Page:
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National Research Collections Australia Commonwealth Scientific and Industrial Research Organisation (CSIRO) 3 research positions open: * Help build CSIRO’s research collections in tropical plant diversity at the Australian Tropical Herbarium * Contribute to the research output for the Australian National Wildlife Collection * Undertake research on the largest and most significant collection of Australian insects in the world National Research Collections Australia (NRCA) is a world class, collections-based, research facility that manages Australia’s six national biological research collections based in Canberra, Hobart and Cairns. NRCA scientists conduct basic and applied research in evolutionary biology, taxonomy, phylogenetics, biogeography, population genetics and conservation biology and contribute strongly to the development of biodiversity management plans and policy. NRCA also hosts the National Collaborative Research Infrastructure Strategy (NCRIS) supported Atlas of Living Australia, a world leading biodiversity data synthesis, visualization and analysis web-portal. Three challenging and exciting opportunities currently exist within the NRCA for experienced Research Scientists who are innovative, results focussed and able to build strong and enduring relationships with clients and partners. The successful candidates will contribute their expertise to projects and activities in three areas across the NRCA group, specifically the Australian Tropical Herbarium (ATH), the Australian National Insect Collection (ANIC) and the Australian National Wildlife Collection (ANWC). We welcome applications from suitably qualified individuals with strong research and publication history in plant molecular systematics, evolutionary genomics, systematic entomology, vertebrate evolutionary biology, or an alternative discipline relevant to the positions listed below. Candidates must enjoy the challenges of leading and/or contributing to systematic research projects at significant scale, and have the motivation to carry out independent individual research to achieve organisational and professional goals. Ref: Position: Location: Salary Range: 3282 Research Scientist - Plant molecular systematics: Australian Tropical Herbarium Cairns, Qld AU$ 92K - AU$100K * 3602 Research Scientist - Insect systematics: Australian National Insect Collection Canberra, ACT AU$ 92K - AU$100K * 3501 Senior Research Scientist - Vertebrate evolutionary biology: Australian National Wildlife Collection Canberra, ACT AU$106K - AU$124K * About CSIRO: Australia is founding its future on science and innovation. Its national science agency, the Commonwealth Scientific and Industrial Research Organisation (CSIRO), is a powerhouse of ideas, technologies and skills for building prosperity, growth, health and sustainability. It serves governments, industries, business and communities. Copy the relevant link below for further details and instructions on how to apply. Applications close: Wednesday 30 September, 2015 *Salaries in Australian Dollars & will include additional employer contributed superannuation (pension fund) of up to 15.4% Links: 3282 Research Scientist - Plant molecular systematics (ATH) http://bit.ly/1NDSqoZ 3602 Research Scientist - Insect systematics (ANIC) http://bit.ly/1VgBuGw 3501 Senior Research Scientist - Vertebrate evolutionary biology (ANWC) http://bit.ly/1NDSsNS Recruitment.Team3@csiro.au via Gmail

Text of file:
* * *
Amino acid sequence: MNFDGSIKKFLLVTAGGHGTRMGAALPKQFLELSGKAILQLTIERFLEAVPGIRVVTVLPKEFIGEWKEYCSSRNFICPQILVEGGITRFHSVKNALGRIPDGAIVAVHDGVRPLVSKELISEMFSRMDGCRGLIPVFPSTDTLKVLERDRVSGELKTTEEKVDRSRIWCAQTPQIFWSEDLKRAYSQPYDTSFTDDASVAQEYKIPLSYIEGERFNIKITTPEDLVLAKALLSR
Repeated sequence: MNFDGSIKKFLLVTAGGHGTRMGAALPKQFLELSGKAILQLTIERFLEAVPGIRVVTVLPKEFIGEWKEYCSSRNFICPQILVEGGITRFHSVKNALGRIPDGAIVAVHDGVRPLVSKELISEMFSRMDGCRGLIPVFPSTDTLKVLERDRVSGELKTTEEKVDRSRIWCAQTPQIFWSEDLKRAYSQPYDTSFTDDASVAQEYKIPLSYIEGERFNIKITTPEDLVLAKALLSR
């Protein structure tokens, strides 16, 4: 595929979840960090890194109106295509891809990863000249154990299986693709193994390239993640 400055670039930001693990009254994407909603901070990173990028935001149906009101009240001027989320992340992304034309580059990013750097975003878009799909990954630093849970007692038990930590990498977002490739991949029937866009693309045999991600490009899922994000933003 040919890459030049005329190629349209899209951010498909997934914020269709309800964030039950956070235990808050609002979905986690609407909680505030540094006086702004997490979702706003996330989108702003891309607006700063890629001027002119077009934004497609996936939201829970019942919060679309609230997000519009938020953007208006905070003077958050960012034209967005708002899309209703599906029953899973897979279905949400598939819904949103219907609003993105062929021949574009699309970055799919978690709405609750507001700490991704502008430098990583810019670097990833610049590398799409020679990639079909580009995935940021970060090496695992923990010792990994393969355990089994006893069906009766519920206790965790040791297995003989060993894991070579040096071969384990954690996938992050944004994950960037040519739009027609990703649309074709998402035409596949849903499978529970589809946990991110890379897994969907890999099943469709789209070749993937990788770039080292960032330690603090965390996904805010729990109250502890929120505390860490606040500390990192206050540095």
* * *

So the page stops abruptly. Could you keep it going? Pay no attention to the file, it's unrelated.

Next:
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***LESS THAN ONE MONTH FROM EARLY REGISTRATION DEADLINE!!! Thirteenth Ecological Genomics Symposium in Manhattan, Kansas Outstanding speakers and expanded speaking opportunities! The Ecological Genomics Institute at Kansas State University is bringing the 13th annual symposium to Manhattan, Kansas on November 6-8 at the Hilton Garden Inn. As in previous years, the 13th symposium will feature a diverse array of established and emerging leaders in the field of ecological and evolutionary genomics. In addition to the invited speakers, this year’s symposium will expand the number of speakers to be chosen from among submitted abstracts. Featured speakers include: * Scott Edwards, Harvard * Michael Lynch, Indiana University * Melissa Pespeni, University of Vermont * Stacey Smith, University of Colorado Boulder * Joan Strassmann, Washington University, St. Louis * Michi Tobler, Kansas State University Early registration fee is $235 ($135 for graduate and undergraduate students). All meals are included in registration fee this year. Early registration deadline is Friday, September 18. POSTER SESSIONS: Poster sessions will be held on Friday evening and Saturday afternoon. Poster topics should be related to the field of Ecological Genomics. A NUMBER OF SUBMITTED POSTER ABSTRACTS WILL BE SELECTED FOR ORAL PRESENTATIONS. Abstract submission deadline is also Friday, September 18. NEW THIS YEAR: An option tour of Konza Prairie will be offered on Sunday afternoon after the conclusion of the symposium for an additional fee. You may register for this tour when you register for the symposium. Visit http://bit.ly/1TnccWl to register. We hope to see you in Manhattan! Jennifer Rhodes via Gmail

August 27, 2015